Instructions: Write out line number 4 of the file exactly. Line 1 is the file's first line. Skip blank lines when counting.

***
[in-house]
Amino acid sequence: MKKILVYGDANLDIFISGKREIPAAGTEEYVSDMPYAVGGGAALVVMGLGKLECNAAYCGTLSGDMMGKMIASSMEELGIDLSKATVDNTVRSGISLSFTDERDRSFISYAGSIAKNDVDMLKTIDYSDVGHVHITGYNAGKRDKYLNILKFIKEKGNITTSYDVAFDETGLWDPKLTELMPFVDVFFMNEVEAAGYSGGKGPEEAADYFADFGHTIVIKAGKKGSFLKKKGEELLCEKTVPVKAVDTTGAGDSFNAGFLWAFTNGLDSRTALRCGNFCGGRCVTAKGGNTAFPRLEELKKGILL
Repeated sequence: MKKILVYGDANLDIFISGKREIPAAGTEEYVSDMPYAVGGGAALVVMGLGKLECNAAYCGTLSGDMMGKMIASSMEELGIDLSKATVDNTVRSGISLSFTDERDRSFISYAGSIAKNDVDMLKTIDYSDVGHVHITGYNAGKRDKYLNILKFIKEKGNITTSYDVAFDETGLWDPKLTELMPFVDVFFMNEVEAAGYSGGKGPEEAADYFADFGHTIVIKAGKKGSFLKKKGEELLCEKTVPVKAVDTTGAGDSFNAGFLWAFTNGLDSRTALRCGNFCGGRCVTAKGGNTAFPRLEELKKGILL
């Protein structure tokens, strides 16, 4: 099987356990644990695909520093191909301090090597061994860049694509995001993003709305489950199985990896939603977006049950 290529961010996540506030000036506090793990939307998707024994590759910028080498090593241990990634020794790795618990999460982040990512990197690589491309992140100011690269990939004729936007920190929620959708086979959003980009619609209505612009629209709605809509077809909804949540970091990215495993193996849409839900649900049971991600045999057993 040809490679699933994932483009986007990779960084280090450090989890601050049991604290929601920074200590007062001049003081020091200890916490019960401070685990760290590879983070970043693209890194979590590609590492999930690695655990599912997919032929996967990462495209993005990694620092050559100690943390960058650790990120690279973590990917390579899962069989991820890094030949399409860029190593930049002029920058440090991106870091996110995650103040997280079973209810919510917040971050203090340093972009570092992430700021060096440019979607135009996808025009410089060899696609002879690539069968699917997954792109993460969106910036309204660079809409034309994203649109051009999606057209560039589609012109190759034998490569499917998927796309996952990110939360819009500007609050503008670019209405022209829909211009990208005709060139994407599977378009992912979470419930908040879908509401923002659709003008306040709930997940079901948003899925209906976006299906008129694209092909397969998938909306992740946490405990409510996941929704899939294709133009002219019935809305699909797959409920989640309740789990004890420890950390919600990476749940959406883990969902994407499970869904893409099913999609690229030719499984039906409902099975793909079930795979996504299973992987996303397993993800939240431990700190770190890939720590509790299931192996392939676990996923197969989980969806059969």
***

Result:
């Protein structure tokens, strides 16, 4: 099987356990644990695909520093191909301090090597061994860049694509995001993003709305489950199985990896939603977006049950 290529961010996540506030000036506090793990939307998707024994590759910028080498090593241990990634020794790795618990999460982040990512990197690589491309992140100011690269990939004729936007920190929620959708086979959003980009619609209505612009629209709605809509077809909804949540970091990215495993193996849409839900649900049971991600045999057993 040809490679699933994932483009986007990779960084280090450090989890601050049991604290929601920074200590007062001049003081020091200890916490019960401070685990760290590879983070970043693209890194979590590609590492999930690695655990599912997919032929996967990462495209993005990694620092050559100690943390960058650790990120690279973590990917390579899962069989991820890094030949399409860029190593930049002029920058440090991106870091996110995650103040997280079973209810919510917040971050203090340093972009570092992430700021060096440019979607135009996808025009410089060899696609002879690539069968699917997954792109993460969106910036309204660079809409034309994203649109051009999606057209560039589609012109190759034998490569499917998927796309996952990110939360819009500007609050503008670019209405022209829909211009990208005709060139994407599977378009992912979470419930908040879908509401923002659709003008306040709930997940079901948003899925209906976006299906008129694209092909397969998938909306992740946490405990409510996941929704899939294709133009002219019935809305699909797959409920989640309740789990004890420890950390919600990476749940959406883990969902994407499970869904893409099913999609690229030719499984039906409902099975793909079930795979996504299973992987996303397993993800939240431990700190770190890939720590509790299931192996392939676990996923197969989980969806059969």